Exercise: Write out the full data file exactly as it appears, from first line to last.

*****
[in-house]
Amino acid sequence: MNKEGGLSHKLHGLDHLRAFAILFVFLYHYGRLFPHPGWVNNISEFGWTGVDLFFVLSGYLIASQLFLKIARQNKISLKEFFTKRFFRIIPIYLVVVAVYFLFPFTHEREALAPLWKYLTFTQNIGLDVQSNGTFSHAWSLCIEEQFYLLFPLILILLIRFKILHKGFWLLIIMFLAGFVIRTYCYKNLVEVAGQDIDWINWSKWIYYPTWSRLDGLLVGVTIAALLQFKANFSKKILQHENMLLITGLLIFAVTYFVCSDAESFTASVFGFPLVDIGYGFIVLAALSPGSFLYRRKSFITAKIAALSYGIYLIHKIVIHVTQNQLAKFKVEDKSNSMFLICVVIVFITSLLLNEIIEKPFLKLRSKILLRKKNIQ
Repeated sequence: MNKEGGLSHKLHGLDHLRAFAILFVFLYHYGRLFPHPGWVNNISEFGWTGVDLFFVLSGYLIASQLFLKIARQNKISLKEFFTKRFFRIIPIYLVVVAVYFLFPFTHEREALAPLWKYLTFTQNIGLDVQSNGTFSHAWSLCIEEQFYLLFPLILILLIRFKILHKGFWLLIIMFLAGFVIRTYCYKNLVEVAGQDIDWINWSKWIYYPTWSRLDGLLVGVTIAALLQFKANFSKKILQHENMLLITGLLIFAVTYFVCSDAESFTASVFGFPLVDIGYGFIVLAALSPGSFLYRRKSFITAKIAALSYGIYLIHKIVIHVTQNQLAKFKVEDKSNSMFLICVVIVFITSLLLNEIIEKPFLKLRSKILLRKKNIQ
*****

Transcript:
[in-house]
Amino acid sequence: MNKEGGLSHKLHGLDHLRAFAILFVFLYHYGRLFPHPGWVNNISEFGWTGVDLFFVLSGYLIASQLFLKIARQNKISLKEFFTKRFFRIIPIYLVVVAVYFLFPFTHEREALAPLWKYLTFTQNIGLDVQSNGTFSHAWSLCIEEQFYLLFPLILILLIRFKILHKGFWLLIIMFLAGFVIRTYCYKNLVEVAGQDIDWINWSKWIYYPTWSRLDGLLVGVTIAALLQFKANFSKKILQHENMLLITGLLIFAVTYFVCSDAESFTASVFGFPLVDIGYGFIVLAALSPGSFLYRRKSFITAKIAALSYGIYLIHKIVIHVTQNQLAKFKVEDKSNSMFLICVVIVFITSLLLNEIIEKPFLKLRSKILLRKKNIQ
Repeated sequence: MNKEGGLSHKLHGLDHLRAFAILFVFLYHYGRLFPHPGWVNNISEFGWTGVDLFFVLSGYLIASQLFLKIARQNKISLKEFFTKRFFRIIPIYLVVVAVYFLFPFTHEREALAPLWKYLTFTQNIGLDVQSNGTFSHAWSLCIEEQFYLLFPLILILLIRFKILHKGFWLLIIMFLAGFVIRTYCYKNLVEVAGQDIDWINWSKWIYYPTWSRLDGLLVGVTIAALLQFKANFSKKILQHENMLLITGLLIFAVTYFVCSDAESFTASVFGFPLVDIGYGFIVLAALSPGSFLYRRKSFITAKIAALSYGIYLIHKIVIHVTQNQLAKFKVEDKSNSMFLICVVIVFITSLLLNEIIEKPFLKLRSKILLRKKNIQ